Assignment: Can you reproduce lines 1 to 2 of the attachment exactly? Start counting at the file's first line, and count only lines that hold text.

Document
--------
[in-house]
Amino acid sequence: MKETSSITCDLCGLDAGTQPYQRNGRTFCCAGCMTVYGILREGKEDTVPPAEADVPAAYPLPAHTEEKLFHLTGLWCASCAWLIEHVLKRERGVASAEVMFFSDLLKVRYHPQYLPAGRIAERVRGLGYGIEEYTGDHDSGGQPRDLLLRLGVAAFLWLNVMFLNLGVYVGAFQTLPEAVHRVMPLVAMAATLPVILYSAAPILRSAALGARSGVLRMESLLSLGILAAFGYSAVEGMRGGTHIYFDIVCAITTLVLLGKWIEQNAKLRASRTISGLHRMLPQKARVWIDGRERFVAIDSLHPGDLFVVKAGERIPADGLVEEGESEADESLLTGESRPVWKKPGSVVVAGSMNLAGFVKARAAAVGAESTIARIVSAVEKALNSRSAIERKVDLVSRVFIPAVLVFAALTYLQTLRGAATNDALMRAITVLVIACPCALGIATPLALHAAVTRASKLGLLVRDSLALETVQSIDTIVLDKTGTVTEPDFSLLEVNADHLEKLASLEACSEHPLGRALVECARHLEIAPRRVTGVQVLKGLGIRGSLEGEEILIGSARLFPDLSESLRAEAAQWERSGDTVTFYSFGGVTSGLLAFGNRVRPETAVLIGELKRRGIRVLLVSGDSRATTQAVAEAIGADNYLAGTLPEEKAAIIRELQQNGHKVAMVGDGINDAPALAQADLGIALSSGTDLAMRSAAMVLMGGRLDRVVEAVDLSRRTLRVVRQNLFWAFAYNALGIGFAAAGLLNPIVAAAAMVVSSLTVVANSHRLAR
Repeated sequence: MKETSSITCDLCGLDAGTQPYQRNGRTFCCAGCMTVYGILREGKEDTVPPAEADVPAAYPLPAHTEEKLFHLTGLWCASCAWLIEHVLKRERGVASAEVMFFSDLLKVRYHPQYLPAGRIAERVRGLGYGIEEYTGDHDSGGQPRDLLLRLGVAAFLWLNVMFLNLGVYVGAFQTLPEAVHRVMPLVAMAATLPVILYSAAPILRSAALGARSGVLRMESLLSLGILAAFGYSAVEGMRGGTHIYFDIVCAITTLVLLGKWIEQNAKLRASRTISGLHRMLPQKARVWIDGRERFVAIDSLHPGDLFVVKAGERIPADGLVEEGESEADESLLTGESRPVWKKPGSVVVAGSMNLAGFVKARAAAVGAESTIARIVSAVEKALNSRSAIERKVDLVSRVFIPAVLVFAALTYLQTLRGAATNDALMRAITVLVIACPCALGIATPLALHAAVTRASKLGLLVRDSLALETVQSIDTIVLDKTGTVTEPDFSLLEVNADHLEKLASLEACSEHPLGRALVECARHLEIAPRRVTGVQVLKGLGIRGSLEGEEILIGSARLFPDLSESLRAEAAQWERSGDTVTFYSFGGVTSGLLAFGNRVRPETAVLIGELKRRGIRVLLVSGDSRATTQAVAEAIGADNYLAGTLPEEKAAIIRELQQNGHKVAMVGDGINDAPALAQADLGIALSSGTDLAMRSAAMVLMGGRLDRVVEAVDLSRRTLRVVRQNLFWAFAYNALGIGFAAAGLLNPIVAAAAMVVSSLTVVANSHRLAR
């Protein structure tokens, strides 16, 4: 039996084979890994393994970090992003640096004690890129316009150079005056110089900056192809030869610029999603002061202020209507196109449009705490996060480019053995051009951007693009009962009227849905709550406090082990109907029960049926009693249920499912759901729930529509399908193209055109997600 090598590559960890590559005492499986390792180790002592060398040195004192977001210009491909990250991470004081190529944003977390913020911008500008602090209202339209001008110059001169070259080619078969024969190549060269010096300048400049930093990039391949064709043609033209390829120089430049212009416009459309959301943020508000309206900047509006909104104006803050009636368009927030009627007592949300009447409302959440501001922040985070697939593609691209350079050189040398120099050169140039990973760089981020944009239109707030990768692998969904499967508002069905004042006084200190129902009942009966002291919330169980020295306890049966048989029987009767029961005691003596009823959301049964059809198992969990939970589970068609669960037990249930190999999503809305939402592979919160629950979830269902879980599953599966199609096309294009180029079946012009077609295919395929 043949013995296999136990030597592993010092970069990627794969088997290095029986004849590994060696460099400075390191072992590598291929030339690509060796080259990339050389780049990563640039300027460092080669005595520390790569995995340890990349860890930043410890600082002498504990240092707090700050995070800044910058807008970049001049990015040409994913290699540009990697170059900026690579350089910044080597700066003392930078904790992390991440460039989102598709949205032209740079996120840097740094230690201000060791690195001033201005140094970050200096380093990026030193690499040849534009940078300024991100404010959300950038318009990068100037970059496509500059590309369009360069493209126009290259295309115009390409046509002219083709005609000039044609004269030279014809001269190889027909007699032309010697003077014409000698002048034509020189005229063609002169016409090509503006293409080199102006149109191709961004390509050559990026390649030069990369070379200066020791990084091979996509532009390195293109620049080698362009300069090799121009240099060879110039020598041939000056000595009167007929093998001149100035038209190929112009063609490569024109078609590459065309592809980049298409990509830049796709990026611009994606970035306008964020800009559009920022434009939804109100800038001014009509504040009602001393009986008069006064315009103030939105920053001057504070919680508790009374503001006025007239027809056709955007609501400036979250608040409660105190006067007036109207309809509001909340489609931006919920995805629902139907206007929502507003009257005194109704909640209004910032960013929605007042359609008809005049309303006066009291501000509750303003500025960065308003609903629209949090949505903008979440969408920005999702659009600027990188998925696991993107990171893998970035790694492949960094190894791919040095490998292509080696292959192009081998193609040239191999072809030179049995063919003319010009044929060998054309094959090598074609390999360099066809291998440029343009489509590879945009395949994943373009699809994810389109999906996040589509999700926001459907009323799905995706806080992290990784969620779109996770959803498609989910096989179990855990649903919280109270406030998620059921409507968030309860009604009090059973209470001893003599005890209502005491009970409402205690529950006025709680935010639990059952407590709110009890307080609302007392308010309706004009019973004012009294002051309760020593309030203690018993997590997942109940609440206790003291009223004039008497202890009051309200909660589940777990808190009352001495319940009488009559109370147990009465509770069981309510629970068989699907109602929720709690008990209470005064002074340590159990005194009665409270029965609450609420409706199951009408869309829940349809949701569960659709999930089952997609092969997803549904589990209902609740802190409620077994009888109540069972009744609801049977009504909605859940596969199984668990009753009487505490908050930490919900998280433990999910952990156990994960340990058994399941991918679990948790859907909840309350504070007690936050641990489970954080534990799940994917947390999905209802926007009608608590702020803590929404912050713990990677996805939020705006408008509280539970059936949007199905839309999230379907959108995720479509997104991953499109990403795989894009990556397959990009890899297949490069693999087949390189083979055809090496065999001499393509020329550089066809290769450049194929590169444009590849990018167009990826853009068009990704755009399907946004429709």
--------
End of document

[in-house]
Amino acid sequence: MKETSSITCDLCGLDAGTQPYQRNGRTFCCAGCMTVYGILREGKEDTVPPAEADVPAAYPLPAHTEEKLFHLTGLWCASCAWLIEHVLKRERGVASAEVMFFSDLLKVRYHPQYLPAGRIAERVRGLGYGIEEYTGDHDSGGQPRDLLLRLGVAAFLWLNVMFLNLGVYVGAFQTLPEAVHRVMPLVAMAATLPVILYSAAPILRSAALGARSGVLRMESLLSLGILAAFGYSAVEGMRGGTHIYFDIVCAITTLVLLGKWIEQNAKLRASRTISGLHRMLPQKARVWIDGRERFVAIDSLHPGDLFVVKAGERIPADGLVEEGESEADESLLTGESRPVWKKPGSVVVAGSMNLAGFVKARAAAVGAESTIARIVSAVEKALNSRSAIERKVDLVSRVFIPAVLVFAALTYLQTLRGAATNDALMRAITVLVIACPCALGIATPLALHAAVTRASKLGLLVRDSLALETVQSIDTIVLDKTGTVTEPDFSLLEVNADHLEKLASLEACSEHPLGRALVECARHLEIAPRRVTGVQVLKGLGIRGSLEGEEILIGSARLFPDLSESLRAEAAQWERSGDTVTFYSFGGVTSGLLAFGNRVRPETAVLIGELKRRGIRVLLVSGDSRATTQAVAEAIGADNYLAGTLPEEKAAIIRELQQNGHKVAMVGDGINDAPALAQADLGIALSSGTDLAMRSAAMVLMGGRLDRVVEAVDLSRRTLRVVRQNLFWAFAYNALGIGFAAAGLLNPIVAAAAMVVSSLTVVANSHRLAR